Vijayawada, Mar 7 (PTI) The Centre has extended financial assistance of over Rs 1.72 lakh crore to Andhra Pradesh since June 2014 even though the N Chandrababu Naidu government has been complaining about "meagre allocations" to the state.
According to a 'fact-sheet' prepared by the Centre, the Narendra Modi government sanctioned Rs 1.12 lakh crore under different heads to the state after its bifurcation in June 2014. Besides, projects worth Rs 60,000 crore were sanctioned by the Ministry of Road Transport and Highways in December last.
The Railways sanctioned Rs 20,236 crore, a major share of which will go for doubling of tracks, while the Defence Ministry has lined up projects worth over Rs 5,700 crore for AP. The Commerce and Industry Ministry has decided to extend Rs 2,700 crore of which Rs 1,900 crore has already been released, while the HRD Ministry will spend Rs 7,000 crore for setting up institutes like IIT and IIM.
The state also received at least Rs 15,000 crore by way of routine grants the Centre extends to states annually.
On the contentious issue of bridging the Rs 16,000 crore revenue deficit presumably suffered by AP due to bifurcation, the note prepared by the Government of India says, Rs 2,303 crore was released during 2014-15 to meet the resource gap funding, while grant-in-aid of Rs 6,609 crore was given towards revenue deficit.
AP will get a sum of Rs 2,06,819 crore as 'enhanced devolution' over the next five years (Rs 41,364 crore per year) and an additional Rs 29,374 crore per annum for five years as 14th Finance Commission grant, the note says.
It says that out of the total sanctions of Rs 1.72 lakh crore, a sum of over Rs 35,000 crore has already been released for various projects, while several financial releases were stuck because the state government could not furnish the requisite utilisation certificates for the disbursed amount or failed to come up with detailed project reports.
The state, according to the note, was found to be 'diverting' funds for "purposes other than those specified".
Of the Rs 850 crore released for AP's new capital Amaravati, Rs 500 crore was meant for construction of Raj Bhavan, state Assembly and Secretariat and the balance for other works.
Sources in the state's Finance Department admitted to the diversions.
Amid indications that the money was spent on irrigation projects, a senior Finance Department official said, "These are some general adjustments we normally make every year.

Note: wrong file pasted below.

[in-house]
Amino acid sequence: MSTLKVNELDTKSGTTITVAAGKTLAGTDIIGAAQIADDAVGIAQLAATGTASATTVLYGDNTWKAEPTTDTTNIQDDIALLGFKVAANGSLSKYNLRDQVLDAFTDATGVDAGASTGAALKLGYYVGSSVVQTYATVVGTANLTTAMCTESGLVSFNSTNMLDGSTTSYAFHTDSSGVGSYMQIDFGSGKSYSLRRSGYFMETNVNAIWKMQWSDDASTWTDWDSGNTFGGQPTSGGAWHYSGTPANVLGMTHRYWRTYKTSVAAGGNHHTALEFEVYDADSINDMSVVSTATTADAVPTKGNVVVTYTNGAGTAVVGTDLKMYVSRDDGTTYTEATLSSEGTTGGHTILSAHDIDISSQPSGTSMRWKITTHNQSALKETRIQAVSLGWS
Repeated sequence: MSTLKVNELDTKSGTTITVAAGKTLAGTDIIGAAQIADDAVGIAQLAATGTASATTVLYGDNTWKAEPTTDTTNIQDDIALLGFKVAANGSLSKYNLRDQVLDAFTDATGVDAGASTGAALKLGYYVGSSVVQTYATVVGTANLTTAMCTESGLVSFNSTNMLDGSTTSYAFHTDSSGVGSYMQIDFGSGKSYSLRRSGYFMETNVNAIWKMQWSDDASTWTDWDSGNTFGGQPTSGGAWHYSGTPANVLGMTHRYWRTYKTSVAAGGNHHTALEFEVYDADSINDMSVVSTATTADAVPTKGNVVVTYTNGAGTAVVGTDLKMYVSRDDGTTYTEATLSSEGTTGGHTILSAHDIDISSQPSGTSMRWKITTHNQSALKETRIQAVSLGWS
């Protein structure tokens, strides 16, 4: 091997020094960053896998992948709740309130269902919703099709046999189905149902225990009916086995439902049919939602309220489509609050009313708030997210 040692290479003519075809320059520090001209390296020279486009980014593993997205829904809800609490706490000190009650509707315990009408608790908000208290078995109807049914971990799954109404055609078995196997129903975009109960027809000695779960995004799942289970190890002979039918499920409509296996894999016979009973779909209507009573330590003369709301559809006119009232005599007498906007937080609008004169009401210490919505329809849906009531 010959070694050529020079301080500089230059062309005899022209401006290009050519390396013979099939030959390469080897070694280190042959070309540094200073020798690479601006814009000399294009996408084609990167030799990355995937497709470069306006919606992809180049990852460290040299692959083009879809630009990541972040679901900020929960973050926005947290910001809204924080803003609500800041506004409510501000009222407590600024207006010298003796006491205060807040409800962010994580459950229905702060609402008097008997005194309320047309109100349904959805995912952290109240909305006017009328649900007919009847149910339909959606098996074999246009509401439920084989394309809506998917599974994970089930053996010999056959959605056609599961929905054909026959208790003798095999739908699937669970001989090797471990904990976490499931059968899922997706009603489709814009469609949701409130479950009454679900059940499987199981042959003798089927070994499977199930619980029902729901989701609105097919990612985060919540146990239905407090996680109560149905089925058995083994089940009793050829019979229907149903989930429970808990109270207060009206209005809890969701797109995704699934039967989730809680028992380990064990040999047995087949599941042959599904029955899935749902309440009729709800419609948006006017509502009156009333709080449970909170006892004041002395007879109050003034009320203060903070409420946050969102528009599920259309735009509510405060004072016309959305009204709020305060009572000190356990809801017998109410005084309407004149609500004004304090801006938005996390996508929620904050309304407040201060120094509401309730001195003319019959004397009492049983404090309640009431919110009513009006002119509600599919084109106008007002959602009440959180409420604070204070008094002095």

Since nothing concrete has been finalised with regard to the new capital, we could not spend money there."
Union Urban Development Minister M Venkaiah Naidu got Rs 1,000 crore released by the Finance Ministry in March 2015 as 'one-time special assistance' for the new capital region. The two main cities in the capital region -- Vijayawada and Guntur -- were supposed to spend Rs 460 crore on developing storm water drainage system and Rs 540 crore on underground drainage and sewerage system. However, tenders are yet to be invited.
"Most of the financial sanctions are in accordance with the provisions made in the AP Reorganisation Act, 2014. For instance, we have released Rs 700 crore to seven backward districts (four in Rayalaseema and three in north coastal Andhra) in the last two years.
"Similarly, industrial incentives like 15 per cent additional investment allowance and 35 per cent additional depreciation on new plant and machinery for manufacturing industries in the backward districts are being granted," a senior AP cadre bureaucrat in the Government of India said.
State Finance Minister Yanamala Ramakrishnudu says AP should be treated "separately" because it is a "peculiar" case.
"Ours is a peculiar case. We should be treated separately and given grants as per the Reorganisation Act. Normal grants cannot be shown as a special financial package," Ramakrishnudu told PTI.
"They are showing crores of rupees for educational institutes (like IIT, IIM) but the state government is giving the land and now we are also being asked to build compound walls. So, these funds cannot be treated as special," he said.